NOVA SCOTIA had always been on my bucket list so I was very excited to finally live out my dream of visiting. The peninsula (or mainland) of Nova Scotia is compact and connected to New Brunswick by a narrow strip of land. It is a wondrous place to visit, with plenty of history, culture and great food.
Halifax – the capital (and largest city) in Nova Scotia is a lovely town with beauty to spare.
The Prince George Hotel, Halifax – Is conveniently located in downtown Halifax, near shopping and restaurants. The famous Halifax Citadel National Historical Site is one block from the hotel and the harbor an easy five minute walk.
The hotel lobby is very modern and could compete with any hotel in NYC. There are lounging areas everywhere as well as an exterior landscaped patio.
The staff is friendly and professional.
The room was nicely appointed, and the amenities included free WiFi and an espresso machine. The bathroom was average and did not have an air vent so it was always humid and foggy. The mattress was too soft. (The manager later told me he could have put a board between the box springs and mattress to make it more firm.)
Besides the two room issues, I really liked this hotel. I like the location, the design and the staff.
Would I stay at this hotel again? Absolutely!
Front Desk Staff: Exceptional
Rooms: Above average
The Old Apothecary Bakery & Cafe – I discovered this bakery on my first full day in Halifax and went back every single morning – and again on a few afternoons. I loved this place. (Please open one in Los Angeles!) The coffee was excellent and the baked goods were delicious. You can actually watch them baking in the back room. Take a look.
The Bicycle Thief is an Italian restaurant with a relaxed atmosphere, near the water’s edge. They have creative cocktails and solid Italian food. If you are sitting on the patio on a cool evening, they give you blankets to keep warm.
Shopping tip: For hand crafted Canadian gifts and souvenirs stop by Jennifer’s of Nova Scotia.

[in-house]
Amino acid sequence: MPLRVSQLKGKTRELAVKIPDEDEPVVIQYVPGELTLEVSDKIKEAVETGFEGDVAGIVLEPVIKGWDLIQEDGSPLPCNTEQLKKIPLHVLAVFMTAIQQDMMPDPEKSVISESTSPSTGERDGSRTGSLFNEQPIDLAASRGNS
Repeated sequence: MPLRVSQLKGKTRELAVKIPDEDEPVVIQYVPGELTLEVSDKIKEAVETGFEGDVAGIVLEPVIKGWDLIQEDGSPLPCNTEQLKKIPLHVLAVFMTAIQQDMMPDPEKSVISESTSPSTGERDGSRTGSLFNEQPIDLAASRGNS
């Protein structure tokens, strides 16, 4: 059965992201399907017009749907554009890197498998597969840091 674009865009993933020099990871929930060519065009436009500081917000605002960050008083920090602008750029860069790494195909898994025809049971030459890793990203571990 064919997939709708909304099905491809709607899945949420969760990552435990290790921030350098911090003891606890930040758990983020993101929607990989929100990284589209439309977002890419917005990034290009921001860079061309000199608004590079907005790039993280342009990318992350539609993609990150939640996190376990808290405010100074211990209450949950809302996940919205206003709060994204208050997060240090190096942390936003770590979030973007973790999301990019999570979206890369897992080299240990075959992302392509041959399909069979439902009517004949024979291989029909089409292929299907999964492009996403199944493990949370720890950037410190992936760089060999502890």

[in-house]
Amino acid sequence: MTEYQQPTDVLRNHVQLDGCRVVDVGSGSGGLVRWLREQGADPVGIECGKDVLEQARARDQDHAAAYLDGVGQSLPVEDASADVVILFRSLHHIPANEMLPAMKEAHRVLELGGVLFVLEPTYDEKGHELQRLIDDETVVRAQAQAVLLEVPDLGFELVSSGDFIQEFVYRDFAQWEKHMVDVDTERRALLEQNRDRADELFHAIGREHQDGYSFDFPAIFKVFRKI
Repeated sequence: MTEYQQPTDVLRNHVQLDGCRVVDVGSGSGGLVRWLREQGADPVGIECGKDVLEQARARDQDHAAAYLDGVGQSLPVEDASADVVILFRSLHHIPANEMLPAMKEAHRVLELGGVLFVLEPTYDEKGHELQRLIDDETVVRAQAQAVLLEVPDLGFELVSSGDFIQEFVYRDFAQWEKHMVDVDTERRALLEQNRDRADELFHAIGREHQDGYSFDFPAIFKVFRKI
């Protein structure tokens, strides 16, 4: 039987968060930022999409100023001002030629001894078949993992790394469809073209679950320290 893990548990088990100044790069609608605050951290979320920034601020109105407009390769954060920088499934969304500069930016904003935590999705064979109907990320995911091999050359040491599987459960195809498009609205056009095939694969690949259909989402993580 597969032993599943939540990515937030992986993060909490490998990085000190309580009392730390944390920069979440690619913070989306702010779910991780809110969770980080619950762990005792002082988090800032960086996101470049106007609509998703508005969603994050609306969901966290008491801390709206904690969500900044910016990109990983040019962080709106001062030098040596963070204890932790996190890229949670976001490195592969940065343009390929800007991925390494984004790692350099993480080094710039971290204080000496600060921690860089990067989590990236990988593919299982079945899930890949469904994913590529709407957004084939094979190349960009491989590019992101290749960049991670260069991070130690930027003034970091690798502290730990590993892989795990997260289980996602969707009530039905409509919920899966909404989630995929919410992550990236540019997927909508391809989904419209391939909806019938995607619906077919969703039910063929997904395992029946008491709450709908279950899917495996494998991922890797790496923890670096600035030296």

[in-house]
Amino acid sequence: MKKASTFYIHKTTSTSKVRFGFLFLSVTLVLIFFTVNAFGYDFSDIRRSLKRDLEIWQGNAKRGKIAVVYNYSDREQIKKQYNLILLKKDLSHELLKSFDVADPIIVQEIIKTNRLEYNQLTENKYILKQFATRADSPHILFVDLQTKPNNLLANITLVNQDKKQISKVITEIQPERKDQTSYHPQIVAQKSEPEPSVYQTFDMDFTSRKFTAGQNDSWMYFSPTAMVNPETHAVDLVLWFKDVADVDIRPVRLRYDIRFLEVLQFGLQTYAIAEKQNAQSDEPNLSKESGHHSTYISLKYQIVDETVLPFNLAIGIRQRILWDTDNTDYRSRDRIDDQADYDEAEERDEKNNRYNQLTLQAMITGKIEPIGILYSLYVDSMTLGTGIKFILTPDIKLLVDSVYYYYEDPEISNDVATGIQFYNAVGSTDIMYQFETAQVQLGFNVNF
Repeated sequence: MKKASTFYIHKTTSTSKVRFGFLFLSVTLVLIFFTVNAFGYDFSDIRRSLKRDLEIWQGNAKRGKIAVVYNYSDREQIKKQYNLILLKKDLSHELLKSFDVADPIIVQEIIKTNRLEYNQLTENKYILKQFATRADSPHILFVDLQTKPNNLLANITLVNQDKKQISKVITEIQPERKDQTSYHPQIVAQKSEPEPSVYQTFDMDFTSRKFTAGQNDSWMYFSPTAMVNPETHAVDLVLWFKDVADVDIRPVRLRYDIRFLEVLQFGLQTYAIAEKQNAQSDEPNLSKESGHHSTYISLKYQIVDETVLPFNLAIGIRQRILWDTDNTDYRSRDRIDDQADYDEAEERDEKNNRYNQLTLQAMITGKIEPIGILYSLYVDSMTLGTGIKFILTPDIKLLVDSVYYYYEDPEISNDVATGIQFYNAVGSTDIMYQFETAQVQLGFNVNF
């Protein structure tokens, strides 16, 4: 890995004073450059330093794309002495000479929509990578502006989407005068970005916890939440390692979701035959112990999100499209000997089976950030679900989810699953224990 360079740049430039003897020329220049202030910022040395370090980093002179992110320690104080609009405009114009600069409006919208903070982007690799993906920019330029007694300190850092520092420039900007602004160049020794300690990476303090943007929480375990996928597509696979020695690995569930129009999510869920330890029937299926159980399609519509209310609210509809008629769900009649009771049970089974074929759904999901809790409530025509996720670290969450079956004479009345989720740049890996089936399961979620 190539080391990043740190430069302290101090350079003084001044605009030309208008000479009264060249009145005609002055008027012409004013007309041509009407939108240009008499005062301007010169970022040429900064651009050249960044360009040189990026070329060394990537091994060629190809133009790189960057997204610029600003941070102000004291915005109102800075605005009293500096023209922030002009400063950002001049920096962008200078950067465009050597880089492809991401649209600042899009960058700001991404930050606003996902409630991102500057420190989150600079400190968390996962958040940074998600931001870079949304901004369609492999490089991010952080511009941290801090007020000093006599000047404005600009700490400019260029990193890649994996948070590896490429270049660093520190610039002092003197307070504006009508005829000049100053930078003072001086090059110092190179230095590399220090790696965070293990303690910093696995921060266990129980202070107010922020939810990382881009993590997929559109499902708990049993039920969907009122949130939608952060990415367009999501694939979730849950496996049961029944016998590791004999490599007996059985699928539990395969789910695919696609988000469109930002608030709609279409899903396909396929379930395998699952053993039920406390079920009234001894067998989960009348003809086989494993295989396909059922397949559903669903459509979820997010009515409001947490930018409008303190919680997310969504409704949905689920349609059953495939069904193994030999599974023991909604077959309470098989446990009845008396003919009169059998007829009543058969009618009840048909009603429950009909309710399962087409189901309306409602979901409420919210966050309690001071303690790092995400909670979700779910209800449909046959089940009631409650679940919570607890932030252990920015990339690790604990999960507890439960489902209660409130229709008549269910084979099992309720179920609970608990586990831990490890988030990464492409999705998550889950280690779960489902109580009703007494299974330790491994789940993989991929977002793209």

Halifax Citadel – also known as Fort George, sits atop Citadel Hill overlooking the city of Halifax. Named after Britain’s King George II, the Citadel is a National Historic Site, and well worth a visit. Once inside the fort, you can visit the army museum, which showcases the Canadian military heritage, starting with the First World War. There is also an hourly sentry change.
Peggy’s Point Lighthouse – Of the 160+ lighthouses in Nova Scotia – the most of any Canadian Province – Peggy’s Point Lighthouse is by far the most famous. Just one hour drive from Halifax, on Highway 333, this is an important destination on your vacation. While in the area you should also visit the Swissair Memorial Site, in honor of Swiss Flight 111 which crashed 5 miles off the coast near Peggy’s Cove. in 1998. A short walking trail leads to the monument in memory of the 229 people who lost their lives.
Old Town Lunenburg – is one of two urban communities in North America designated as a UNESCO World Heritage site, with 70% of their 18th and 19th century buildings original. Walk along the narrow streets, find a nice lunch spot and visit the Ironwork Distillery, which has tastings of crafted vodkas, rums, brandy and liqueurs infused with Nova Scotia pears, apples and blueberries. We brought several bottles home with us.
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